Date Approved

10-24-2017

Embargo Period

10-24-2017

Document Type

Thesis

Degree Name

MA Special Education

Department

Interdisciplinary and Inclusive Education

College

College of Education

First Advisor

Kuder, S. Jay

Second Advisor

Accardo, Amy

Subject(s)

English language--Orthography and spelling--Study and teaching (Elementary); Children with disabilities--Education

Disciplines

Language and Literacy Education | Special Education and Teaching

Abstract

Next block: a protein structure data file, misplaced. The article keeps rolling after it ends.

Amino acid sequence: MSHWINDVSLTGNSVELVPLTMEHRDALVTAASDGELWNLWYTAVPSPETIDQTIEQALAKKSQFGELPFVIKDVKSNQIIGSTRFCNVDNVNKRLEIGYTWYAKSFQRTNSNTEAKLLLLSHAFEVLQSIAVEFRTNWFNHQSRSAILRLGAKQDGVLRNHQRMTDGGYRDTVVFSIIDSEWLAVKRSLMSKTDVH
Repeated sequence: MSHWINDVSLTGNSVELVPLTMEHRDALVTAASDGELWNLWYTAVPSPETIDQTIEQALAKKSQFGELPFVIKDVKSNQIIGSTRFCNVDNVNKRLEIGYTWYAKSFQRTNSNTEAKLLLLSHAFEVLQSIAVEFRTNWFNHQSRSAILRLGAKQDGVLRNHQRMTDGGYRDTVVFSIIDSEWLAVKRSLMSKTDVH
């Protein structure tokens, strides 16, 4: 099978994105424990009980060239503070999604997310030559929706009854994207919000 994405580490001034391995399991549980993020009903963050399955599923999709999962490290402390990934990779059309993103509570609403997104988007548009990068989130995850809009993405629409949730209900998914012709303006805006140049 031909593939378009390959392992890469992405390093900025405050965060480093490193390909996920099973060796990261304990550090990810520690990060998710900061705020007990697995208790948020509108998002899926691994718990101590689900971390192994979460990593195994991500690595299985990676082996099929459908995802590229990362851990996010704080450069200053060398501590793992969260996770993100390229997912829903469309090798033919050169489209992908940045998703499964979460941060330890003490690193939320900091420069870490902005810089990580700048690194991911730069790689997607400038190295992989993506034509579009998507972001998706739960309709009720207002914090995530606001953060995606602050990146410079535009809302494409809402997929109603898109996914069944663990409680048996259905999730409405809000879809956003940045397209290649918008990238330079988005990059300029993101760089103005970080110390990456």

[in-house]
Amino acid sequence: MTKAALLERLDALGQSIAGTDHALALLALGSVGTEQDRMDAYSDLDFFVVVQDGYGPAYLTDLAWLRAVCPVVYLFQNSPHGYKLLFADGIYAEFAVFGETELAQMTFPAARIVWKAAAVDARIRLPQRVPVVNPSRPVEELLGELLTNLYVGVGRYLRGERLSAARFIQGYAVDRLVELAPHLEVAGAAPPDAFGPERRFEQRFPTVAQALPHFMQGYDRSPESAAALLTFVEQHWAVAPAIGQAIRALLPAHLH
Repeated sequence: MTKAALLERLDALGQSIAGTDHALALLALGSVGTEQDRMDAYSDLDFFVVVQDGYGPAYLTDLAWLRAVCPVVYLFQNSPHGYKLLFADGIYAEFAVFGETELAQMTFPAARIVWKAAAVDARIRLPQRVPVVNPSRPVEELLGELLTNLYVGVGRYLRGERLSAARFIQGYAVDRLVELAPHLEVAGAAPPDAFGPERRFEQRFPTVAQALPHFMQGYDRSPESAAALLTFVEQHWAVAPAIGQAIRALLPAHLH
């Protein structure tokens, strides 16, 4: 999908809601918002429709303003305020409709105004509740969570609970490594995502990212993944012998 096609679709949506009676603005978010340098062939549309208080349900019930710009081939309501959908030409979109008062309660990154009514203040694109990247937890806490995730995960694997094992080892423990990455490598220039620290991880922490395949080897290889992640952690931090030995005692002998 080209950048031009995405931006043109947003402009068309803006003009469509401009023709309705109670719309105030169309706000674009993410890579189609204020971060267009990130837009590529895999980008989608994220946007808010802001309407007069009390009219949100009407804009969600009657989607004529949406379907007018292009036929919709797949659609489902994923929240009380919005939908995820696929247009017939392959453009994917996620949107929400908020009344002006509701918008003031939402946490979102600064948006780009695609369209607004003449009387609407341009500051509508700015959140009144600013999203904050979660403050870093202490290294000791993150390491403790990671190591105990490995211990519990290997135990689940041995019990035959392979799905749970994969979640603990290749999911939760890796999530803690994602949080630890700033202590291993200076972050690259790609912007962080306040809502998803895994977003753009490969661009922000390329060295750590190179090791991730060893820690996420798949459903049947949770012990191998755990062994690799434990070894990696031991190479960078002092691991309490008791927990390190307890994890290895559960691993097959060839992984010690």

The purpose of this study was to compare the success of phonetic-based and memory-based spelling instruction on students with learning disabilities. This study implemented a pretest-posttest design. The participants were six learning disabled second grade students in a resource room setting. All participants were performing below grade level in Language Arts and Reading. Data was collected during a baseline phase, intervention phase, and post-intervention phase. Students were taught list spelling words using both phonetic-based and memory-based strategies on alternating weeks. Their weekly progress and retention rates were recorded and compared to the baseline data. Overall, the results of the study showed that both phonetic-based and memory-based strategies can be an effective teaching method for students with learning disabilities. Participants in the study each favored one strategy over the other and performed best when their preferred strategy was used. Favored strategies were the same for students with the same or similar disabilities. All students made progress using both strategies as compared to the baseline data. This research shows the benefit of teaching in homogeneous groups based on specific learning disabilities.

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